Thursday, November 27, 2014

The Goldfinch - Donna Tartt

The Goldfinch
Happy Thanksgiving! Today is my very, very favorite holiday! Food, family, relaxation, and reflection. It simply doesn't get better. I hope you are enjoying the day as much as I plan to.

I have had this book On Reserve for what feels like forever. Pretty much ever since it got all that buzz and won a little award called the Pulitzer Prize for Fiction. No big deal.

By the time it got a shout out on The Good Wife, one of my favorite shows, I knew it was time to finally give it a go. That month long break from grad school I just finished, proved the perfect time to tackle this nearly 800-page tome. 

So what were my thoughts about this lauded novel? 

Well, I have some mixed feelings. There were parts I absolutely loved. The whole first part, in fact, was marvelous. It was captivating and intense and a bit magical, in the most heartbreaking way possible. 

Theo Decker, a thirteen year old boy, loses his mother in a terrorist attack on a NYC art museum. In the chaos following the attack, he takes a famous painting, The Goldfinch by Dutch painter Carel Fabritius. By the time he realizes what he comes to his senses and realize what he did in his injured haze, Theo is engulfed in a world of Child Services and uncertainty. It seems to scary to admit his mistake. So, he holds on to the priceless work of art, now assumed destroyed by the explosion in the museum. 

That's the basic premise. Of course, with a novel this long, there are quite a few twists and turns along the way. We follow Theo throughout the next couple decades or so. After spending time in Las Vegas with his gambling, addicted-to-oh-so-many-things father, his own life takes a few distressing turns. For one, he meets and befriends Boris.

Ugh. Boris. I hated this character. It's not often that I have such disdain for a character, at least not to the point that they change the way I feel about the entire book. Yet, here's Boris. A character I hated so much, whose role in the story I hated so much, whose influence upon young Theo I hated so much that it tainted the book for me. The young, largely innocent, heart-broken boy we meet in Part One is forever changed after he meets Boris. The rest of the story is impacted by the decisions Theo makes with Boris as his only friend. When Theo finally left Vegas to return to NYC, I was thrilled. I thought that would be the end of Boris. Not so. The guy is a staple character and ends up deeply involved in the story of the painting as well. I can't stand him. To me, it's his largely his character which turns a beautiful, sad story into one where the the protagonist is someone I can barely stomach at points.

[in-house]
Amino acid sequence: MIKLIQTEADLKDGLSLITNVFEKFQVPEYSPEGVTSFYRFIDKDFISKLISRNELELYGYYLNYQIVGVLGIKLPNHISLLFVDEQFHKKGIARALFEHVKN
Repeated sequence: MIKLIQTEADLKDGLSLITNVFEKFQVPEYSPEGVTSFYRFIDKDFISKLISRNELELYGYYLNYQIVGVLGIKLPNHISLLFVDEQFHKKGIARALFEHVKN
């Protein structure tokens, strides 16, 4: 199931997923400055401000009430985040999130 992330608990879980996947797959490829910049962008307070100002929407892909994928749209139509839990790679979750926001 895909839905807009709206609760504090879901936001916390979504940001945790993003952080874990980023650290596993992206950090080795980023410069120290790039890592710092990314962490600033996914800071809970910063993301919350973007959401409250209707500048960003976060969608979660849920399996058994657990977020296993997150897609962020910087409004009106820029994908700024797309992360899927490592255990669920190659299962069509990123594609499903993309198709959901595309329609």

I also felt the book was very drawn out. I am not necessarily opposed to the length. After all, the later Harry Potter books rank around the same mark and A Song of Ice and Fire books surpass it. But, I feel that length depends content to match. I simply didn't feel that way here. The book is good, yes, but it could have been better at about 100-200 pages shorter. My opinion, of course. Obviously Donna Tartt and her editor would disagree. A lot of Goodreads reviews (which I always take with a grain of salt) called the book pretentious. I must admit, I can't entirely disagree with them. I don't agree, either, but I don't disagree. 

Don't get me wrong. The writing is beautiful and I recognize that the point isn't necessarily a happy story. Still, the 2013 winner, The Orphan Master's Son by Adam Johnson, certainly was not a happy story and I loved that book. I mean, loved it. It was beautiful and challenging and complex and so much more. To me, it's a Pulitzer Prize winner without a doubt. The Goldfinch just doesn't seem to rank at the same level. Ultimately, I just felt it could have been better. A high level for sure, but not among the best books I've ever read. To me, to be a Pulitzer winner, you should achieve that ranking with ease. 

Pages: 771
Date Completed: November 12, 2014

What do you think? What makes a book worthy of a Pulitzer Prize?

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